Then we see Anna, now horseless and freezing in her summer frock, wandering into Wandering Oaken's Trading Post (and sauna!), where she is told by Oaken that they are out of stock of winter dresses and that she is crazy. There's apparently no one crazier than this eighteen year old girl wandering around during a July blizzard... until Kristoff enters the scene at least.
He must have heard Oaken talking about Anna's lunacy, and rushed to defend his title as the craziest character in Frozen, I guess. Well, actually he's here to buy carrots and other supplies, but Oaken has a supply and demand problem so he's raised the price to a ridiculous amount.
After he is kicked out for calling Oaken a crook, Anna finds him using Sven as a ventriloquist dummy in a barn and recruits his help by bribing him with supplies and telling him that she knows how to stop the winter-- consequentially saving his ice business.
So they set out, and after a mishap with wolves that costs Kristoff his sled, the two meet Olaf, a talking snowman created by Elsa.
Let's talk a bit about this, 'kay? We see Elsa create Olaf in the 'Let It Go'
sequence, in what I guess is just her letting out the inner child in her. But then what happened? Elsa later shows shock at his consciousness, so obviously she didn't bring him to life on purpose. Did Olaf just come to life for shits and giggles and then decide to wander around meaninglessly? It really could've been explained better is all.
Anyway, Olaf sings his adorable 'In Summer'
song, and then the ditz, the misanthrope, the snowman and the reindeer continue on their way to the ice palace. When they finally reach it Kristoff is in awe of it, but Anna tells him and the others to wait while she talks to Elsa.
And she does talk to Elsa. The sisters are happy to see each other, although Elsa is still fearful that she will hurt her sister, and Anna explains what has happened to Arendelle through 'For the First Time in Forever (Reprise)'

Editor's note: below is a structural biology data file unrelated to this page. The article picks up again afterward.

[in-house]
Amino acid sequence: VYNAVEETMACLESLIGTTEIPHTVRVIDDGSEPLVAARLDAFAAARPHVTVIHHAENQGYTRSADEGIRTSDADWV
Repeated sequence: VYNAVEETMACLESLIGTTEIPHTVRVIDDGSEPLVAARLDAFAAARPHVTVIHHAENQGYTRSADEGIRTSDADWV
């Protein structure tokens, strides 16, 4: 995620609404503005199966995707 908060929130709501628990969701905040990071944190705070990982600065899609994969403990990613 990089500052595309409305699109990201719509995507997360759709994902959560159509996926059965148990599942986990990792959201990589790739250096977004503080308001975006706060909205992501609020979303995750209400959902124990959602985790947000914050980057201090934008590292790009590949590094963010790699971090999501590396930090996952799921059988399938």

in which Elsa says that her place is in the ice castle, where she can't hurt anyone. Anna continues to assure her sister that they can get through this, but Elsa, who grows more and more agitated as the song goes on, finally snaps and, with a scream of "I CAN'T!" she lets of a blast of magic, striking her sister.
Kristoff and Olaf choose this moment to burst in, and Elsa, realizing with horror that she has hurt her sister again, wants them gone. She creates a large ice monster, nicknamed Marshmallow, who chases them away from the ice palace.
After they escape the ice monster, Kristoff realizes that Anna's hair is turning white, and tells her that she needs to be healed by his 'family'. Or should I say... his kidnappers?
Seriously, I don't buy his thing about being an orphan, I bet the trolls messed with his memories too!
Well, whether or not my head-canon about the trolls being evil kidnapping brainwashers is correct, Anna meets them again, conscious this time, and the trolls believe she's Kristoff's girlfriend and ask her a bunch of adorably inappropriate questions and plan to... get rid of
Hans. SEE! TOLD YOU THEY WERE EVIL!
But before the trolls can marry Anna and Kristoff, Anna collapses and Pabbie the Troll King arrives on the scene. He tells Anna that Elsa has frozen her heart, but that only an act of true love can thaw a frozen heart. And, like Anna said about Hans during the wolf chase: "It's TRUE LOVE!" So she and Kristoff race back to Arendelle to find Hans.
But Hans isn't in Arendelle, he's at Elsa's ice castle, where Elsa defends herself against those Stabbington brother clones. (Seriously, was I the only one who noticed how similar they are?) She goes so far that she nearly kills them with her powers, but Hans tells her not to be the monster everyone thinks she is, so she relents. The Stabbington brother doesn't relent however (and for good reason, he was nearly killed by her) and attempts to shoot her, but Hans deflects the crossbow so that it hits a chandelier that crashes to the floor, knocking her out.
Later we see Elsa awakening in a cell, her hands manacled to keep her from using her powers. Hans enters and begs her to stop the winter, but Elsa tells him she doesn't know how. This would've been a good place to throw in some hints to his villain status, but there's nothing. He's the perfect gentleman.
Now Anna and Kristoff arrive in Arendelle, with a deteriorating Anna. She is whisked away to a room with a warm fire and Kristoff leaves. Anna begs Hans to kiss her (like I said, desperate much?) but he refuses, revealing the OH SO OBVIOUS villain 'plot-twist'.